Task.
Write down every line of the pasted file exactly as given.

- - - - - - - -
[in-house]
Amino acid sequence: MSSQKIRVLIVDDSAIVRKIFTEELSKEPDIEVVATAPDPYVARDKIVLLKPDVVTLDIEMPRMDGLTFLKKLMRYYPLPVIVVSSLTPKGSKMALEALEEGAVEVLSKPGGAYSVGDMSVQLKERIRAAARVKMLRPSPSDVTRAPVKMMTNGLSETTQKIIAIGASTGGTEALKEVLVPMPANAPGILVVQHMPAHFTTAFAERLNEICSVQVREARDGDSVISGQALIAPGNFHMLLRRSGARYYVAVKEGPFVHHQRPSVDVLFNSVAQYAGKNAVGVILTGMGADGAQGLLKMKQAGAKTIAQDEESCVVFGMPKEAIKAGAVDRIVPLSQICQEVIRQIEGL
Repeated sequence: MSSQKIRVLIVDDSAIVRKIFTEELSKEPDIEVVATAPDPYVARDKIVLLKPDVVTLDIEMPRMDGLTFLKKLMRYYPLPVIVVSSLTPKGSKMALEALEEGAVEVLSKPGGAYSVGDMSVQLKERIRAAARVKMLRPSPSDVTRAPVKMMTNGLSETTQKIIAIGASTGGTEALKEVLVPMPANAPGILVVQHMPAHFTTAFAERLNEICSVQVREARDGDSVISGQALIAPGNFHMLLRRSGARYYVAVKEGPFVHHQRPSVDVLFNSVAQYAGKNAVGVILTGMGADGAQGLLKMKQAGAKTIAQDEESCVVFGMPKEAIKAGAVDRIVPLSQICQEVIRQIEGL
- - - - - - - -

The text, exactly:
[in-house]
Amino acid sequence: MSSQKIRVLIVDDSAIVRKIFTEELSKEPDIEVVATAPDPYVARDKIVLLKPDVVTLDIEMPRMDGLTFLKKLMRYYPLPVIVVSSLTPKGSKMALEALEEGAVEVLSKPGGAYSVGDMSVQLKERIRAAARVKMLRPSPSDVTRAPVKMMTNGLSETTQKIIAIGASTGGTEALKEVLVPMPANAPGILVVQHMPAHFTTAFAERLNEICSVQVREARDGDSVISGQALIAPGNFHMLLRRSGARYYVAVKEGPFVHHQRPSVDVLFNSVAQYAGKNAVGVILTGMGADGAQGLLKMKQAGAKTIAQDEESCVVFGMPKEAIKAGAVDRIVPLSQICQEVIRQIEGL
Repeated sequence: MSSQKIRVLIVDDSAIVRKIFTEELSKEPDIEVVATAPDPYVARDKIVLLKPDVVTLDIEMPRMDGLTFLKKLMRYYPLPVIVVSSLTPKGSKMALEALEEGAVEVLSKPGGAYSVGDMSVQLKERIRAAARVKMLRPSPSDVTRAPVKMMTNGLSETTQKIIAIGASTGGTEALKEVLVPMPANAPGILVVQHMPAHFTTAFAERLNEICSVQVREARDGDSVISGQALIAPGNFHMLLRRSGARYYVAVKEGPFVHHQRPSVDVLFNSVAQYAGKNAVGVILTGMGADGAQGLLKMKQAGAKTIAQDEESCVVFGMPKEAIKAGAVDRIVPLSQICQEVIRQIEGL